Most members of the “exhausted majority,” and then some, dislike political correctness. Among the general population, a full 80 percent believe that “political correctness is a problem in our country.” Even young people are uncomfortable with it, including 74 percent ages 24 to 29, and 79 percent under age 24. On this particular issue, the woke are in a clear minority across all ages.
Youth isn’t a good proxy for support of political correctness—and it turns out race isn’t, either.
Whites are ever so slightly less likely than average to believe that political correctness is a problem in the country: 79 percent of them share this sentiment. Instead, it is Asians (82 percent), Hispanics (87percent), and American Indians (88 percent) who are most likely to oppose political correctness. "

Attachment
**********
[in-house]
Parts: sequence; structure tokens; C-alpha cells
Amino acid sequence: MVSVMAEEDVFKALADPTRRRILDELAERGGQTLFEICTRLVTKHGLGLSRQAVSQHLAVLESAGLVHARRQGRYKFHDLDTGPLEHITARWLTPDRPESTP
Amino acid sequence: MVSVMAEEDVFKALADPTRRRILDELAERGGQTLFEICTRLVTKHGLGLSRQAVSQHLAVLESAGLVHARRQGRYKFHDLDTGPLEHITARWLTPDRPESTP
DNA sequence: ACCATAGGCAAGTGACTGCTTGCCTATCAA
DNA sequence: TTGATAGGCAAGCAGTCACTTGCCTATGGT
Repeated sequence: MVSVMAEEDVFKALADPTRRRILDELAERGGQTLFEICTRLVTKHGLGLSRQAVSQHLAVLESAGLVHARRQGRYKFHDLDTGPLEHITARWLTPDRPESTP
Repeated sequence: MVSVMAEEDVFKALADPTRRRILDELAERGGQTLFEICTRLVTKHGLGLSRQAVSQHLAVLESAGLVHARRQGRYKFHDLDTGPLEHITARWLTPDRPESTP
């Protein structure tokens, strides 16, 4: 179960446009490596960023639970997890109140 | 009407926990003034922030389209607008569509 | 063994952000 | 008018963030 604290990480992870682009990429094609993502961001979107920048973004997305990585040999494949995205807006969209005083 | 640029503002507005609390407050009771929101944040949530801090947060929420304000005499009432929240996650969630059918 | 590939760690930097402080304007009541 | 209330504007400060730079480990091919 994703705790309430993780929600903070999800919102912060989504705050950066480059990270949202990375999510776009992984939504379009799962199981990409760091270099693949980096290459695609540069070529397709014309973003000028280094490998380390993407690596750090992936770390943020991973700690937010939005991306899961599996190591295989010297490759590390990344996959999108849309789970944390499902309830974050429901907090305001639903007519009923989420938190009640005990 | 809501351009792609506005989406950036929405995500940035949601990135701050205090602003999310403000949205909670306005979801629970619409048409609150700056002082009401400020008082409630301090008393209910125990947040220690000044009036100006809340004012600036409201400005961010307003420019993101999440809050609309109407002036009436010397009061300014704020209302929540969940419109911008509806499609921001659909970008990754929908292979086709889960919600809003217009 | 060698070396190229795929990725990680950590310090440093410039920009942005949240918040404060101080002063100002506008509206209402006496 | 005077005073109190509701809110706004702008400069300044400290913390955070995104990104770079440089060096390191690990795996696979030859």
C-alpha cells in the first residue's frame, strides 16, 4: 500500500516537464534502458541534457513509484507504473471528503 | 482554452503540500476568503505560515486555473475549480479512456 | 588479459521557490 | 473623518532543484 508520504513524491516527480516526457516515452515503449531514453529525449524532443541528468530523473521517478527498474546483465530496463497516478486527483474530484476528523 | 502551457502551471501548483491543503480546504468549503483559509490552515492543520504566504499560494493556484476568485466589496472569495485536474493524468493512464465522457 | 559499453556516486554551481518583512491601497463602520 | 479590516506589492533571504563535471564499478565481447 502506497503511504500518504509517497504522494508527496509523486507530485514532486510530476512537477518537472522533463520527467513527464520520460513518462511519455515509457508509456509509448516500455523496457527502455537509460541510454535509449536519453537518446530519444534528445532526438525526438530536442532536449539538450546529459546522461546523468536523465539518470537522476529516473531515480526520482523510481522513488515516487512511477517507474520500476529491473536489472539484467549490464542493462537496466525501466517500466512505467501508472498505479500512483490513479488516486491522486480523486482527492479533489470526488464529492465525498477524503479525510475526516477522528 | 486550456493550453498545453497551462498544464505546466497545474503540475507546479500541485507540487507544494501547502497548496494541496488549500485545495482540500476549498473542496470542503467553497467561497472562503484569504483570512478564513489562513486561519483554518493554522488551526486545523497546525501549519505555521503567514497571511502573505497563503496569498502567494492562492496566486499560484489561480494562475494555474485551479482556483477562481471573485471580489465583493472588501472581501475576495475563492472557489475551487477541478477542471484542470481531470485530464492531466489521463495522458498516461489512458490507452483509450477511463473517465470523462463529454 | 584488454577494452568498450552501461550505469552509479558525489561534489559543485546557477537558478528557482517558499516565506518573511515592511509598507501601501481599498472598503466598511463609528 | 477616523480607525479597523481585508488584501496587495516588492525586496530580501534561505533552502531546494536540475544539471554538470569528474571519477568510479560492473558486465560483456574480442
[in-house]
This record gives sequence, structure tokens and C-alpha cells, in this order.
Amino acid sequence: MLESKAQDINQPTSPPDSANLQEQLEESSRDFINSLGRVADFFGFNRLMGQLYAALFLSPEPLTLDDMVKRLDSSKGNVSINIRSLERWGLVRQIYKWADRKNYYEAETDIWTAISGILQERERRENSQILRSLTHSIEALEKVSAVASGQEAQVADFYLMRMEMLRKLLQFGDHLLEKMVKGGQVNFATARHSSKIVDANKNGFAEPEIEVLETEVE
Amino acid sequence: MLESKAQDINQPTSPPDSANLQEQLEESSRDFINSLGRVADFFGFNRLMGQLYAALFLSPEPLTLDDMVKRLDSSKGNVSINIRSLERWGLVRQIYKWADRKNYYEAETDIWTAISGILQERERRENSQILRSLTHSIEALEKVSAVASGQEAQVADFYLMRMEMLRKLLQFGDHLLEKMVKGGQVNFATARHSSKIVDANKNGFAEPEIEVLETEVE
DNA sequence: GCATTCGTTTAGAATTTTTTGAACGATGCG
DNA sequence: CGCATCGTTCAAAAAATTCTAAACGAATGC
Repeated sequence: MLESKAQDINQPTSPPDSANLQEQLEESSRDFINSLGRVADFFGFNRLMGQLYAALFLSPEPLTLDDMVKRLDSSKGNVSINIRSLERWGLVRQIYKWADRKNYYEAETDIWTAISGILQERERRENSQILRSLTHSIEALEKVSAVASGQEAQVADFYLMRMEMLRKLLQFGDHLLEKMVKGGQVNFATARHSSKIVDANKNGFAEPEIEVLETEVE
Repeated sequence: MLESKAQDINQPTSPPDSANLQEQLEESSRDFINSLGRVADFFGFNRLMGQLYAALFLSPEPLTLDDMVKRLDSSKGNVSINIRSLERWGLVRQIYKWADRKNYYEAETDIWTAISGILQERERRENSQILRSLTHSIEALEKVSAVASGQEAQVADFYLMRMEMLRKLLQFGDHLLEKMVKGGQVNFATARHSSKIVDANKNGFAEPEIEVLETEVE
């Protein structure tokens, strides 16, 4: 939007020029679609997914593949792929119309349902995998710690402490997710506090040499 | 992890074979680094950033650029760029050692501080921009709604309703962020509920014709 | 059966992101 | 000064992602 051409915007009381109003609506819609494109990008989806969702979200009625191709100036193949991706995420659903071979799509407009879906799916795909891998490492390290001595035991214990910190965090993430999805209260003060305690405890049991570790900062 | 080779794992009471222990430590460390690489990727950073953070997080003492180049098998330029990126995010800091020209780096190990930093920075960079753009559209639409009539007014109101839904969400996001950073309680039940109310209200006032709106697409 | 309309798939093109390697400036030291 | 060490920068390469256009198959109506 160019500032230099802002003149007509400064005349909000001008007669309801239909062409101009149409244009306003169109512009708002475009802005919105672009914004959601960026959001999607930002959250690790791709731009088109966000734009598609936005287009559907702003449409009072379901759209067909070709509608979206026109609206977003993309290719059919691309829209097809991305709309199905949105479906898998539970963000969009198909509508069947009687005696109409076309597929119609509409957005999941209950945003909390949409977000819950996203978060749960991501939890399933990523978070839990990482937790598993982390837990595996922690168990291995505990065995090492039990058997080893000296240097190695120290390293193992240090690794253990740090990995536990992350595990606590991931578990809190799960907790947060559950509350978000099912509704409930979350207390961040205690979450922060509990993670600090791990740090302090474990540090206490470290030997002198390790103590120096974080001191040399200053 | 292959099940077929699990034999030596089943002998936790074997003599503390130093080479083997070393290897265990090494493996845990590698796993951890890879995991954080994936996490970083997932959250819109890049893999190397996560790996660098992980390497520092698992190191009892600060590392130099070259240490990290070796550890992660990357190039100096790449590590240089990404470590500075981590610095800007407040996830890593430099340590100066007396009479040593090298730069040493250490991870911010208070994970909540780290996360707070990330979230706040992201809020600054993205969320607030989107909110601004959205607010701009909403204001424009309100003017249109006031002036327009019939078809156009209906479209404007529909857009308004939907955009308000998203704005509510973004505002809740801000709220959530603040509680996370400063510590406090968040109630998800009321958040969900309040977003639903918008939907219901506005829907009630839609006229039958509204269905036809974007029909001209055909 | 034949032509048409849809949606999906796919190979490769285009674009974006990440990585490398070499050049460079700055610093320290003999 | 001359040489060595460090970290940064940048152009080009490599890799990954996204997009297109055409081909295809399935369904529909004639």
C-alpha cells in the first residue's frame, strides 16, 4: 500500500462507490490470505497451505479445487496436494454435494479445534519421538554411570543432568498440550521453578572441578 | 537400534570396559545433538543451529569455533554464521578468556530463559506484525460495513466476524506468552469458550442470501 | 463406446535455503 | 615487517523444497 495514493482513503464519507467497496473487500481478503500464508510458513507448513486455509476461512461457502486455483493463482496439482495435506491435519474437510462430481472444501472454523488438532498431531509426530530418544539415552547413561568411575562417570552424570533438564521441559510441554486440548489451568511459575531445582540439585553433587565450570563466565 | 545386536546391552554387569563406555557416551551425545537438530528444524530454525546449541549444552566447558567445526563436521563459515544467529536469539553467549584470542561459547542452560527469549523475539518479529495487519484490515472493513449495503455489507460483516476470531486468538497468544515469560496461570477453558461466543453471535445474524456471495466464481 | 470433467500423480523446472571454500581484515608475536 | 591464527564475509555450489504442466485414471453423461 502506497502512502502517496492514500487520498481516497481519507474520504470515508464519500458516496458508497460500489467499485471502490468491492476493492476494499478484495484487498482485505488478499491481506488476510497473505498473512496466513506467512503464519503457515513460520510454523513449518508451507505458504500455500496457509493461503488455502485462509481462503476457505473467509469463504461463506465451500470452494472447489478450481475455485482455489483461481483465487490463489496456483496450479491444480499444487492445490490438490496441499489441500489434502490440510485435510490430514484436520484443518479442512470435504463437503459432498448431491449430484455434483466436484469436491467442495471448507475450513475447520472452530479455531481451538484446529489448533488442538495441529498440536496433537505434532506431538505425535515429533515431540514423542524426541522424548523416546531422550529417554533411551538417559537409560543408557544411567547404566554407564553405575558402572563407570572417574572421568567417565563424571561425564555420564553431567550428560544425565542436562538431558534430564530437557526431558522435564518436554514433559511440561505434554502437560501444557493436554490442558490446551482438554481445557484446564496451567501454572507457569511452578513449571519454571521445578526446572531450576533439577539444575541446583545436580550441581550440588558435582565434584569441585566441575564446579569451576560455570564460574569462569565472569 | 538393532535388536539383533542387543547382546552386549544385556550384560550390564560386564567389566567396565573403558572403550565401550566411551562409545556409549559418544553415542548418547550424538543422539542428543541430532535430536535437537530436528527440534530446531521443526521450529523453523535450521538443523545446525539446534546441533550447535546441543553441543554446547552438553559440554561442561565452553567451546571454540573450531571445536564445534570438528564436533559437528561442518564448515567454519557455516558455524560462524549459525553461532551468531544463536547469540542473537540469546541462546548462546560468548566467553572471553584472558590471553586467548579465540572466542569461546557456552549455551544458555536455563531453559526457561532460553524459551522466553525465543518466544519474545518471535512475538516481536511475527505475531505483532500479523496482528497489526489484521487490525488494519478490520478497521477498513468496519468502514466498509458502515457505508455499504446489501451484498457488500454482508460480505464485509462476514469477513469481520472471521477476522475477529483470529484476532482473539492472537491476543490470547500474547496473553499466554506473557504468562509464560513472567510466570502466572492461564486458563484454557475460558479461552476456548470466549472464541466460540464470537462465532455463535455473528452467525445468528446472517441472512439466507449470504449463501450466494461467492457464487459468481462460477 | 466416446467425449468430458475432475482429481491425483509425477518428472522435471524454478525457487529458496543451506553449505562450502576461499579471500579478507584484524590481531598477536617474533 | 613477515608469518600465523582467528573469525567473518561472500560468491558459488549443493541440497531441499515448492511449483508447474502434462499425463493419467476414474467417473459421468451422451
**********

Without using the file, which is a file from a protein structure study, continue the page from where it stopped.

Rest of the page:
"It is obvious that certain elements on the right mock instances in which political correctness goes awry in order to win the license to spew outright racial hatred. And it is understandable that, in the eyes of some progressives, this makes anybody who dares to criticize political correctness a witting tool of—or a useful idiot for—the right. But that’s not fair to the Americans who feel deeply alienated by woke culture. Indeed, while 80 percent of Americans believe that political correctness has become a problem in the country, even more, 82 percent, believe that hate speech is also a problem.
It turns out that while progressive activists tend to think that only hate speech is a problem, and devoted conservatives tend to think that only political correctness is a problem, a clear majority of all Americans holds a more nuanced point of view: They abhor racism. But they don’t think that the way we now practice political correctness represents a promising way to overcome racial injustice."